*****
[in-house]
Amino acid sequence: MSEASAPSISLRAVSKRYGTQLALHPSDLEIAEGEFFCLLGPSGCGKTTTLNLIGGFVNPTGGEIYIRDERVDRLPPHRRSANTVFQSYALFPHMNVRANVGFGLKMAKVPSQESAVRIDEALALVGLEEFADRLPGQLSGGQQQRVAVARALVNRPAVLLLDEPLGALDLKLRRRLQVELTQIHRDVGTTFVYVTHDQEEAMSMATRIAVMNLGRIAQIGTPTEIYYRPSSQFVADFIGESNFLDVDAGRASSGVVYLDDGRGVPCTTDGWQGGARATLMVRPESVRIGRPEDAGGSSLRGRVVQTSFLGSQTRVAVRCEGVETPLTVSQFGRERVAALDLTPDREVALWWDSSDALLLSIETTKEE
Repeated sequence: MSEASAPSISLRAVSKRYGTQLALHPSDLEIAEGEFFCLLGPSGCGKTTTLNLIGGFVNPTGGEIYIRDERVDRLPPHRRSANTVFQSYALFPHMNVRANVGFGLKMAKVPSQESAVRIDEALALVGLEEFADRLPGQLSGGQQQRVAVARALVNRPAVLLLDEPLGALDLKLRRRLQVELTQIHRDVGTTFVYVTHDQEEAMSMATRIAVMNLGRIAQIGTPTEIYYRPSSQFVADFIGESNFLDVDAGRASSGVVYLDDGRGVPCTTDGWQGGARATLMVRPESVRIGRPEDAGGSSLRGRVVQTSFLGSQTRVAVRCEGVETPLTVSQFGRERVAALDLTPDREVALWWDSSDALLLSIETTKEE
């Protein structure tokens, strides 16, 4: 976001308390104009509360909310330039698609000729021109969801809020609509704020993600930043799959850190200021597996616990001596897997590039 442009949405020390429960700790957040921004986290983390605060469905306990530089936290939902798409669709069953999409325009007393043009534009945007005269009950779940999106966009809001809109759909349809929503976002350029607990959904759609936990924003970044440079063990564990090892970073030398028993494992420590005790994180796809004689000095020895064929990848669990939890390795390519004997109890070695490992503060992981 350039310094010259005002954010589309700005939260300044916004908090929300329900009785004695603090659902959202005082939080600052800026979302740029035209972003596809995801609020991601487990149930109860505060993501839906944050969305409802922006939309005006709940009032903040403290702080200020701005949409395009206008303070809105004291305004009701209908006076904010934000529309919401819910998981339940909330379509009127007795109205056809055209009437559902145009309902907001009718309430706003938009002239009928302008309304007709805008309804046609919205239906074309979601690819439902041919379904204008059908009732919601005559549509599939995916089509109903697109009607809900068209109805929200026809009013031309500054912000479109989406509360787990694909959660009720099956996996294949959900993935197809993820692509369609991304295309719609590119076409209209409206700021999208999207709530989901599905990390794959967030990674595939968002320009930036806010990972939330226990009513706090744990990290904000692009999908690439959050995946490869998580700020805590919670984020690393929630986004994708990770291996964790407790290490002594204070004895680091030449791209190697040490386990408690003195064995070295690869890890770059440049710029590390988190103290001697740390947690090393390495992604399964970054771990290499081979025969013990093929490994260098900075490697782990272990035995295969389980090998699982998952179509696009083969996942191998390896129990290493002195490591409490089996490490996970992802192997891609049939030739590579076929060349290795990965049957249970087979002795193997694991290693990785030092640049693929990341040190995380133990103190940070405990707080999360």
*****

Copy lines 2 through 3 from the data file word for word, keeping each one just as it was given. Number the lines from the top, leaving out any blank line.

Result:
Amino acid sequence: MSEASAPSISLRAVSKRYGTQLALHPSDLEIAEGEFFCLLGPSGCGKTTTLNLIGGFVNPTGGEIYIRDERVDRLPPHRRSANTVFQSYALFPHMNVRANVGFGLKMAKVPSQESAVRIDEALALVGLEEFADRLPGQLSGGQQQRVAVARALVNRPAVLLLDEPLGALDLKLRRRLQVELTQIHRDVGTTFVYVTHDQEEAMSMATRIAVMNLGRIAQIGTPTEIYYRPSSQFVADFIGESNFLDVDAGRASSGVVYLDDGRGVPCTTDGWQGGARATLMVRPESVRIGRPEDAGGSSLRGRVVQTSFLGSQTRVAVRCEGVETPLTVSQFGRERVAALDLTPDREVALWWDSSDALLLSIETTKEE
Repeated sequence: MSEASAPSISLRAVSKRYGTQLALHPSDLEIAEGEFFCLLGPSGCGKTTTLNLIGGFVNPTGGEIYIRDERVDRLPPHRRSANTVFQSYALFPHMNVRANVGFGLKMAKVPSQESAVRIDEALALVGLEEFADRLPGQLSGGQQQRVAVARALVNRPAVLLLDEPLGALDLKLRRRLQVELTQIHRDVGTTFVYVTHDQEEAMSMATRIAVMNLGRIAQIGTPTEIYYRPSSQFVADFIGESNFLDVDAGRASSGVVYLDDGRGVPCTTDGWQGGARATLMVRPESVRIGRPEDAGGSSLRGRVVQTSFLGSQTRVAVRCEGVETPLTVSQFGRERVAALDLTPDREVALWWDSSDALLLSIETTKEE